Friday morning kicked off around 8am when myself and Kaleena (or as ROM security referred to her, “friend of Jeff”) headed to the Clarkson Go Station. We were planning to catch the 8:38 train and meet up with the class whom mostly got onboard at the previous stop. However, we arrived early and got on the 8:30 super-fast-express to union train, which made us super-early at Union station, where we stood around in the subway station for about 20 minutes. We were afraid that somehow we missed the group, so we got aboard the subway and rushed to the
Of course, it turns out we didn’t miss them, and once again were super-early. So we waited with some of the class, until the big group all arrived.
We were lead into the ROM Digital Gallery by Brian Porter, the sr. Director of New Media. He oversees everything from catalog publishing to 2D/3D imaging. The digital gallery is a classroom-sized room with touch screen kiosks at every desk and a giant projector unit at the front. The idea is that for a premium fee, class trips to the ROM can include a multimedia experience. Currently they have two programs: Ancient Egypt & Canadian Heritage, but they plan to add more over time. The kiosks allow visitors to get a “virtual hands on experience” by manipulation 3D representations of Museum artifacts that users would never be allowed to touch in real life. Meanwhile, a video experience plays on the projector, developed in Final Cut Pro and Watchout.
The ROM is also working with the Virtual Museum of Canada to allow groups from far away destinations who cannot afford or make it to the ROM to connect to the Digital Gallery. Over the internet, groups can watch and experience the presentations and virtual kiosks.
Part of Brian’s job is to find funding for all of these projecs, as the
Brian then told us about their newest goal: to digitally archive all 6 million specimens in the
A brief tour was involved, where we witnessed a ROM touch screen from Gesturetek, and a practical application of touch screen kiosks at the Dinosaur exhibit. The kiosks appeared to be built in flash, and worked similarly to youtube. We were then given some time to “view the kiosks” ie look at the Dinosaurs.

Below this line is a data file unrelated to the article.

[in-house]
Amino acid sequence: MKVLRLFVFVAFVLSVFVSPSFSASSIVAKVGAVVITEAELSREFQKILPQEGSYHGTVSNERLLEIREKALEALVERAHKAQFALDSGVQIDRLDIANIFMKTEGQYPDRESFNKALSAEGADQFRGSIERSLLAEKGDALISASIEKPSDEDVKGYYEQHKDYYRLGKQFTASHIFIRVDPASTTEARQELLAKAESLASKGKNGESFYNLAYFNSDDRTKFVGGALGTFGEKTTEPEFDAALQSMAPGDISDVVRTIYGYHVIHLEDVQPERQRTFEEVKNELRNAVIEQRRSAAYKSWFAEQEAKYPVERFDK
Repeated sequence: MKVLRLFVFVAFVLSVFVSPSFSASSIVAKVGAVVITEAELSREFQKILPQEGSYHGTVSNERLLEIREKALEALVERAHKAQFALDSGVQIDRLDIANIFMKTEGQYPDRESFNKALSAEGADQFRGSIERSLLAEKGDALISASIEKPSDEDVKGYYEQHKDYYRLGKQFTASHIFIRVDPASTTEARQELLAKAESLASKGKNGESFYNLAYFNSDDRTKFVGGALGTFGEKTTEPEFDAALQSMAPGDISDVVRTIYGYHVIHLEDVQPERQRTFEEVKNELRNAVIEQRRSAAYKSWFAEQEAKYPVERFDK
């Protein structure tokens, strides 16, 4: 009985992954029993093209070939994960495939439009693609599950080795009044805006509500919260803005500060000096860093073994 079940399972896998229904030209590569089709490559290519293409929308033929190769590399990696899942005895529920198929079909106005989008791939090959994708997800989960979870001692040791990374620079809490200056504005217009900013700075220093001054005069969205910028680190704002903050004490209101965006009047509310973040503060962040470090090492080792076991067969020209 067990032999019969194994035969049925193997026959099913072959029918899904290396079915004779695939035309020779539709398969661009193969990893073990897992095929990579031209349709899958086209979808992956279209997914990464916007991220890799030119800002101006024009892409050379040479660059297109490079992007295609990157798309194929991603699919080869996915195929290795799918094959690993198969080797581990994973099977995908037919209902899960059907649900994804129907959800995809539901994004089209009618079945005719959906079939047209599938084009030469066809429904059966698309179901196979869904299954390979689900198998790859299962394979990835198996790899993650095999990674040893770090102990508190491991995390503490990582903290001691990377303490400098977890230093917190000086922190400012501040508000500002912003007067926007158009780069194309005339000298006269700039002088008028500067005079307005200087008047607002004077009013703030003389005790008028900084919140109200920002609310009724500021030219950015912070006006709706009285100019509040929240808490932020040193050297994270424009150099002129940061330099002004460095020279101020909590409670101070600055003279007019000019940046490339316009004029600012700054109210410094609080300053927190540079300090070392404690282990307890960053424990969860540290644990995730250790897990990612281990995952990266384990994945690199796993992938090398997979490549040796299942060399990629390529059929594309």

When the tour was over, we were given some time for lunch. Originally, we were to disperse to find somewhere to eat, and then meet up across the street to visit Steve Mann at U of T. Turns out, it was a good half-hour walk through downtown Slush and Snow. Luckily, Heather had brought along a GPS device. Barbara and Dwight chose to drive. They were smarter than us.
When we arrived, we discovered there was a Subway station just down the street. It would have been a 2 minute hop on the train. Oh well, it was good to get some air.
We were hoping to get some insight on Steve’s cyborgism, however it appears that for the most part he is no longer as interested in it. He wishes to “return to the womb” and visit more primordial concepts such as water and the inner child. Thus, he created Nesse. Nesse is what he calls his hydraulophone, which is a flute-like instrument that blows water out of a pump instead of air through your lungs. It is played like a piano. Currently the largest one is outside of the Ontario Science Centre. One thing I found interesting was his creation of a new form of
Dwight then drove Heather, Kaleena and I to union station, after a quick visit to the comic book store so Heather could stock up on some new toys for her collection. We then heard about the